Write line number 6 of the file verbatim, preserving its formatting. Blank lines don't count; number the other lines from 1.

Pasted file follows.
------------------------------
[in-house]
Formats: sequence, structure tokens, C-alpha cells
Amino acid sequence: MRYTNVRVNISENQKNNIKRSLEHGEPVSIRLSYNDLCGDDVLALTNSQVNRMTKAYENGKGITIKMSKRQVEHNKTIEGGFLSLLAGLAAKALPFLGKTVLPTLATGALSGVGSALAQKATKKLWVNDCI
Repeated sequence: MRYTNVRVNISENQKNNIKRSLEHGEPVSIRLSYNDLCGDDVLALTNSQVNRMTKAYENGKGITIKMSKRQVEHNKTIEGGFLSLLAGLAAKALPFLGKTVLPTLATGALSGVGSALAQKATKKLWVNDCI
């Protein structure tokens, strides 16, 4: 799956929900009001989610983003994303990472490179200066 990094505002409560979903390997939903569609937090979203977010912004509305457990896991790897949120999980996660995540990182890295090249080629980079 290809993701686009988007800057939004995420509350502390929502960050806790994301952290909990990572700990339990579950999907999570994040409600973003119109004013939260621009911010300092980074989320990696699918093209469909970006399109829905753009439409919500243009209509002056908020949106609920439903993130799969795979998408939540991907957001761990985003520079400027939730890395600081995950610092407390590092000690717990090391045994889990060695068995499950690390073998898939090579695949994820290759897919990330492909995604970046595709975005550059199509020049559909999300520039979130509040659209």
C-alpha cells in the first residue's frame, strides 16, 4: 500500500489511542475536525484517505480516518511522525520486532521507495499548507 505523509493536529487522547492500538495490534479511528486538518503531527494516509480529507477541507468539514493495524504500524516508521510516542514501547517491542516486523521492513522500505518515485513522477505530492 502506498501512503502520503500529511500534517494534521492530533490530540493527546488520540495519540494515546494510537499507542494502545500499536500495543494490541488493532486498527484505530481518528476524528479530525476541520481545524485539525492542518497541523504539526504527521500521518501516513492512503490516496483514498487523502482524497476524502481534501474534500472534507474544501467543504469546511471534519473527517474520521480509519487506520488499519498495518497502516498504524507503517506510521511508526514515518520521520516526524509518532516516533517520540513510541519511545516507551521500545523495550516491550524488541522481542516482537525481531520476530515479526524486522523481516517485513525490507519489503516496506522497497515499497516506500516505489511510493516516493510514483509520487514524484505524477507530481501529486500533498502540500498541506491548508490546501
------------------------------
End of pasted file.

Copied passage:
C-alpha cells in the first residue's frame, strides 16, 4: 500500500489511542475536525484517505480516518511522525520486532521507495499548507 505523509493536529487522547492500538495490534479511528486538518503531527494516509480529507477541507468539514493495524504500524516508521510516542514501547517491542516486523521492513522500505518515485513522477505530492 502506498501512503502520503500529511500534517494534521492530533490530540493527546488520540495519540494515546494510537499507542494502545500499536500495543494490541488493532486498527484505530481518528476524528479530525476541520481545524485539525492542518497541523504539526504527521500521518501516513492512503490516496483514498487523502482524497476524502481534501474534500472534507474544501467543504469546511471534519473527517474520521480509519487506520488499519498495518497502516498504524507503517506510521511508526514515518520521520516526524509518532516516533517520540513510541519511545516507551521500545523495550516491550524488541522481542516482537525481531520476530515479526524486522523481516517485513525490507519489503516496506522497497515499497516506500516505489511510493516516493510514483509520487514524484505524477507530481501529486500533498502540500498541506491548508490546501